International requirements may freeze your bank account

New Zealand banks are reminding customers who have been asked about their foreign tax status that they need to respond to their bank as soon as possible.

International regulations, reflected in New Zealand law, require New Zealand banks to undertake due diligence on the foreign tax status of their customers and provide relevant related information to Inland Revenue to share with other countries.

New Zealand Bankers’ Association deputy chief executive Antony Buick-Constable says: “If your bank has contacted you, it’s important that you respond. Banks need to ask certain customers to provide information about their tax status. If you’ve been contacted, it’s important that you respond to your bank, regardless of your tax status.

“If you don’t respond, or if your response is incomplete, your bank will be required to freeze or close accounts opened from 1 July 2017 to comply with the law.”

Banks are required to report relevant customer and account information to Inland Revenue by 30 June 2018, and annually from that date.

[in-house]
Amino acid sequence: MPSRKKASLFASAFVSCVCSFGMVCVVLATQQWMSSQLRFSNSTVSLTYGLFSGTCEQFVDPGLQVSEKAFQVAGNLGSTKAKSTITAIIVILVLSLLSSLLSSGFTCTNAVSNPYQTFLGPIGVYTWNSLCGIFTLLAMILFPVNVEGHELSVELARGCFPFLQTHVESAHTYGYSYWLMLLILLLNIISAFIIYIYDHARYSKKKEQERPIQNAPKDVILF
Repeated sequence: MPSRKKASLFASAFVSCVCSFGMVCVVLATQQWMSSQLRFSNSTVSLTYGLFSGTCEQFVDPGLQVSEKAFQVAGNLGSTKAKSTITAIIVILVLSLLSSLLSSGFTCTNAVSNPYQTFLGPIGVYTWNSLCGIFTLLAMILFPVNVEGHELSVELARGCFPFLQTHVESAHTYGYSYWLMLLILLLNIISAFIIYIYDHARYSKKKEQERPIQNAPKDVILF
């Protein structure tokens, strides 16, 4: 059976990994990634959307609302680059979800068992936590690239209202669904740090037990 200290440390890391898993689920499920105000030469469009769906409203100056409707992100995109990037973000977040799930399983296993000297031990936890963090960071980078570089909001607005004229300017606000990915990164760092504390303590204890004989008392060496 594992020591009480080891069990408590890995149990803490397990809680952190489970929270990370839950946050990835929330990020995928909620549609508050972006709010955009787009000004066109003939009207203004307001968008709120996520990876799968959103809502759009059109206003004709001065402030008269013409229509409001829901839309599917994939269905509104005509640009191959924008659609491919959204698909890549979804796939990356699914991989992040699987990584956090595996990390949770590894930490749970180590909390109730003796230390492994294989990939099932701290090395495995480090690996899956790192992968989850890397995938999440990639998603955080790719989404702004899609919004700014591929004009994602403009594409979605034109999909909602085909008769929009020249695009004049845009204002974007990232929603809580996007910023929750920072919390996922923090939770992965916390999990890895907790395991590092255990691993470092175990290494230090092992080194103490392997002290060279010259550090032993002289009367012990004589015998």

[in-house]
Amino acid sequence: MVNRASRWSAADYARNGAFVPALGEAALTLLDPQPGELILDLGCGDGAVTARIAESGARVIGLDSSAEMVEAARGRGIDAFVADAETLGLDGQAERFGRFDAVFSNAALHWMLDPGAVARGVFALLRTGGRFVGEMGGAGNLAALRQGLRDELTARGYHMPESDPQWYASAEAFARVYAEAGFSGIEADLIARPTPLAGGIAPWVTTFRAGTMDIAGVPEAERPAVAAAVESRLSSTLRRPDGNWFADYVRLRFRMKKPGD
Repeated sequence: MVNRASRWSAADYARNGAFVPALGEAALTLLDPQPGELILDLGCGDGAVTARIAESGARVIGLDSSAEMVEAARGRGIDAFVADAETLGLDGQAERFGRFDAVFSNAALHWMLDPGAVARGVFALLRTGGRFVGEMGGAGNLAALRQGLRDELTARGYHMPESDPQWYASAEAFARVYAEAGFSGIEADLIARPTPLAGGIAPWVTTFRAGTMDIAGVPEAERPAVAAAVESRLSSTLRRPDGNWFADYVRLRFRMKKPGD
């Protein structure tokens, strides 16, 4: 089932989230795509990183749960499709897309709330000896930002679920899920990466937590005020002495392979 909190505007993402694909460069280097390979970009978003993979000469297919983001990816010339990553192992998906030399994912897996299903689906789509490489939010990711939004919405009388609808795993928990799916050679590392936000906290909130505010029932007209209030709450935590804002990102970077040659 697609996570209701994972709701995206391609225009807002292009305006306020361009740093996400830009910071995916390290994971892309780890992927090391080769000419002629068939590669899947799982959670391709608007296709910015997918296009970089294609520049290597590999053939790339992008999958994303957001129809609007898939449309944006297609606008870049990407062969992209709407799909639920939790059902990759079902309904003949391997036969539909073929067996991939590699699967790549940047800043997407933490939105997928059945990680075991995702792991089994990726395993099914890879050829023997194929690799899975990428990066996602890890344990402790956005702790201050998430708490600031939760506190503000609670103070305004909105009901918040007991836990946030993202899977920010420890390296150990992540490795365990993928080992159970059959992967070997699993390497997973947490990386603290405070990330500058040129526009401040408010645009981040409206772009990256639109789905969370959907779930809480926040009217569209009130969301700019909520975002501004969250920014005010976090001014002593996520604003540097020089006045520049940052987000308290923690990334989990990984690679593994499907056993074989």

Although banks may contact their customers seeking tax information to comply with this legislation, they will never ask for password or other security information, including access to accounts.

The Automatic Exchange of Information (AEOI) adopts the Common Reporting Standard (CRS) to share information among participating countries, and is led by the Organisation for Economic Co-operation and Development (OECD). The information sharing is reciprocal.

The law, which is administered by Inland Revenue, came into force on 1 July 2017 and is aimed at reducing global tax evasion by account holders or their controlling persons. Banks and other financial institutions need to identify accounts held by foreign tax residents, and report relevant information to Inland Revenue, which in turn shares that information with other countries subject to the terms of international tax treaties.

Inland Revenue provides more information about AEOI here: